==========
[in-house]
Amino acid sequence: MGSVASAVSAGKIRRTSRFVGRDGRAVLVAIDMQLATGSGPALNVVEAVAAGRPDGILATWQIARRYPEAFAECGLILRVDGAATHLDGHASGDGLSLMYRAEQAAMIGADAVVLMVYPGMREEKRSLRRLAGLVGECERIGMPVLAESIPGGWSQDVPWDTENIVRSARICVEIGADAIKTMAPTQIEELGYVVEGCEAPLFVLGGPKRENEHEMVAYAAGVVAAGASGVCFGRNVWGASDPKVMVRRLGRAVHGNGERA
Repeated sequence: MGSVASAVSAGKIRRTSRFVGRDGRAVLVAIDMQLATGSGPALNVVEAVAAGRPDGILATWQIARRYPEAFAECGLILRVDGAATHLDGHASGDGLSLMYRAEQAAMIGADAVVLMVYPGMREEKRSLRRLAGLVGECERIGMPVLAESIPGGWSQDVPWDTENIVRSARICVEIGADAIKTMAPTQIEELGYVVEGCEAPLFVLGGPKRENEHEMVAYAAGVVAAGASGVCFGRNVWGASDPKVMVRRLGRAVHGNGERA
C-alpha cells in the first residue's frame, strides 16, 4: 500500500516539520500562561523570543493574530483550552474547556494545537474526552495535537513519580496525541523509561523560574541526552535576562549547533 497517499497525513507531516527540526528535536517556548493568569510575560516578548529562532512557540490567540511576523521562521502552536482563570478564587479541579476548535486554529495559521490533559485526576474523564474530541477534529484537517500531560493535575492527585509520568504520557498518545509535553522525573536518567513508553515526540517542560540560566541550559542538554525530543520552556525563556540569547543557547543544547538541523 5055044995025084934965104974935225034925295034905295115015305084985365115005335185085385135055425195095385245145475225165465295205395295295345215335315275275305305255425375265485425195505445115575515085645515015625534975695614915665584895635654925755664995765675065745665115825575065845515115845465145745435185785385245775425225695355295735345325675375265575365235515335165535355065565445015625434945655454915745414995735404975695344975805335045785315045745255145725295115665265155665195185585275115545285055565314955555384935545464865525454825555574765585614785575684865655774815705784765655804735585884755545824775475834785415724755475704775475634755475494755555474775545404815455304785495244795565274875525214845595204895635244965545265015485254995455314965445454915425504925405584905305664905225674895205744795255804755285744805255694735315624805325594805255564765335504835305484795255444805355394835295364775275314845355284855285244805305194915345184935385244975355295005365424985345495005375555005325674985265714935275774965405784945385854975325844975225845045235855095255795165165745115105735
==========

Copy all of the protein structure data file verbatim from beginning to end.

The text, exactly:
[in-house]
Amino acid sequence: MGSVASAVSAGKIRRTSRFVGRDGRAVLVAIDMQLATGSGPALNVVEAVAAGRPDGILATWQIARRYPEAFAECGLILRVDGAATHLDGHASGDGLSLMYRAEQAAMIGADAVVLMVYPGMREEKRSLRRLAGLVGECERIGMPVLAESIPGGWSQDVPWDTENIVRSARICVEIGADAIKTMAPTQIEELGYVVEGCEAPLFVLGGPKRENEHEMVAYAAGVVAAGASGVCFGRNVWGASDPKVMVRRLGRAVHGNGERA
Repeated sequence: MGSVASAVSAGKIRRTSRFVGRDGRAVLVAIDMQLATGSGPALNVVEAVAAGRPDGILATWQIARRYPEAFAECGLILRVDGAATHLDGHASGDGLSLMYRAEQAAMIGADAVVLMVYPGMREEKRSLRRLAGLVGECERIGMPVLAESIPGGWSQDVPWDTENIVRSARICVEIGADAIKTMAPTQIEELGYVVEGCEAPLFVLGGPKRENEHEMVAYAAGVVAAGASGVCFGRNVWGASDPKVMVRRLGRAVHGNGERA
C-alpha cells in the first residue's frame, strides 16, 4: 500500500516539520500562561523570543493574530483550552474547556494545537474526552495535537513519580496525541523509561523560574541526552535576562549547533 497517499497525513507531516527540526528535536517556548493568569510575560516578548529562532512557540490567540511576523521562521502552536482563570478564587479541579476548535486554529495559521490533559485526576474523564474530541477534529484537517500531560493535575492527585509520568504520557498518545509535553522525573536518567513508553515526540517542560540560566541550559542538554525530543520552556525563556540569547543557547543544547538541523 5055044995025084934965104974935225034925295034905295115015305084985365115005335185085385135055425195095385245145475225165465295205395295295345215335315275275305305255425375265485425195505445115575515085645515015625534975695614915665584895635654925755664995765675065745665115825575065845515115845465145745435185785385245775425225695355295735345325675375265575365235515335165535355065565445015625434945655454915745414995735404975695344975805335045785315045745255145725295115665265155665195185585275115545285055565314955555384935545464865525454825555574765585614785575684865655774815705784765655804735585884755545824775475834785415724755475704775475634755475494755555474775545404815455304785495244795565274875525214845595204895635244965545265015485254995455314965445454915425504925405584905305664905225674895205744795255804755285744805255694735315624805325594805255564765335504835305484795255444805355394835295364775275314845355284855285244805305194915345184935385244975355295005365424985345495005375555005325674985265714935275774965405784945385854975325844975225845045235855095255795165165745115105735